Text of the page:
Eleven Madison Park, which snagged the top spot on 2017’s World’s 50 Best Restaurants list, will reopen, in New York City , to the public on October 8 following a months-long renovation. After 11 years in its current home, in a soaring Art Deco space on Madison Square Park , partners chef Daniel Humm and restaurateur Will Guidara were ready to put their own aesthetic stamp on the restaurant, which they purchased from hospitality mogul Danny Meyer in 2006.
When interior designer Grant Gibson first took a meeting with the owner of an early 20th-century house in the heart of the city, he was given a blank canvas: The home was being completely rebuilt by San Francisco-based Apparatus Architecture, and the firm was taking it down to the studs to turn two separate units into one urbane, contemporary space. The homeowner commissioned Gibson to bring the interiors to life, personalizing it with both art and furniture.
What is it about designers loving dogs so much? From Carolyne Roehm ’s six pups to Mary McDonald’s five pugs, designers are gaga for their pets and have houses full of them. 22 designer dogs (several AD100 designers are included in the mix) are profiled in At Home With Dogs and Their Designers (October 3, Rizzoli) by Susanna Salk. Each chapter invites the reader into a designer’s home to see how they live with their best friends.
Muck Rack makes it simple to find people, tweets, or articles that mention any name, keyword, company, hashtag etc. We've compiled this guide to help you make the most of your search.
Selecting a term
Start searching tweets, articles from media outlets, articles mentioned in tweets, journalists'
names, titles and bios with some suggested searches:
Companies or Topics (e.g. iPhone, Microsoft)
Phrases (e.g. "cloud computing") — use quotes to keep the terms together
Twitter handles (e.g. @username) — returns those who have mentioned or replied to
Names (e.g. "David Pogue")
Hashtags (e.g. #sxsw, #london2012)
Bio details (e.g. vegan, Olympics, father)
Muck Rack's Advanced Search allows for many boolean operators.
Find results that mention multiple specified terms, use AND or
+. For example, ensure each result contains both Elon Musk and Mark Zuckerberg by
searching Musk AND Zuckerberg or Musk + Zuckerberg.
Use the operators OR or , to broaden your search when you'd like either of
multiple terms to appear in results. (This is the default behavior of our search when no operators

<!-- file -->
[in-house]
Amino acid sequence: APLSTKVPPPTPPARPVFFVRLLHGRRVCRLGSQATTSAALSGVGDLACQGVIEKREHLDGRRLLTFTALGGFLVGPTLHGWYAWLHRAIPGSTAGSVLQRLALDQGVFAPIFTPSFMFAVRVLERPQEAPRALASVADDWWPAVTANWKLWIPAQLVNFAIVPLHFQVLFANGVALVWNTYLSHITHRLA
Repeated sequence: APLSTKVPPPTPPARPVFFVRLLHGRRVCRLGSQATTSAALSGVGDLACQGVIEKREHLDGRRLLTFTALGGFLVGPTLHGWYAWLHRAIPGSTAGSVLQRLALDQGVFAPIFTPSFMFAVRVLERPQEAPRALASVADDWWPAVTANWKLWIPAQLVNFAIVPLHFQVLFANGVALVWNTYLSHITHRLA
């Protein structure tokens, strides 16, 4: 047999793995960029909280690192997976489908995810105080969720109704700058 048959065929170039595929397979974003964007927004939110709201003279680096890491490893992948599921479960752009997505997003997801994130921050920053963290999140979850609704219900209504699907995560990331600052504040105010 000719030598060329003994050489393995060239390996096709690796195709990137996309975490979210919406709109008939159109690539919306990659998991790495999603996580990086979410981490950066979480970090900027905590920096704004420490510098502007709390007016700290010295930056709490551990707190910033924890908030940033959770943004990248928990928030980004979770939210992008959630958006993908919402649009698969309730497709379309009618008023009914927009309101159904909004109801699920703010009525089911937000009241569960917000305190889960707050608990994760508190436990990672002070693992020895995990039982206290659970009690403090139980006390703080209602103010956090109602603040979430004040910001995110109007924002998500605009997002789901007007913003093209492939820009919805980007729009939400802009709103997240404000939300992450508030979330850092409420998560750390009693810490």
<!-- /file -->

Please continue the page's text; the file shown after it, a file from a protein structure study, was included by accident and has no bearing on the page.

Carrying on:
are used). For example, results will contain either cake or cookie by searching cake OR cookie or cake,cookie
Use NOT or - to subtract results from your search. For
example, searching Disney will yield results about the Walt Disney Company as well as Walt Disney
World Resort. To exclude mentions of Disney World, search for Disney -World or Disney
When using one of these operators with a phrase, enclose it in quotation marks. For example, you can
find results about smartphones excluding Apple's iPhone 4S by searching smartphone -"iPhone
Exact case matching or punctuation
If you're searching for a brand name or keyword that relies on specific punctuation marks or capitalization, you can
find results that match your exact query by adding matchcase: before the keyword you're searching for, like matchcase:E*TRADE .
Use parentheses to separate multiple
boolean phrases. For example, to find journalists talking about having fun in Disney World or
Disneyland, search for ("disney world" OR disneyland) AND fun.
An asterisk can be used to search for any variation of a root word truncated by the asterisk. For example, searching for admin* will return results for administrator, administration, administer, administered, etc.
A near operator is an AND operator where you can control the distance between the words. You can vary the distance the near operation uses by adding a forward slash and number (between 0-99) such as strawberries NEAR/10 "whipped cream", which means the strawberries must exist within 10 words of "whipped cream".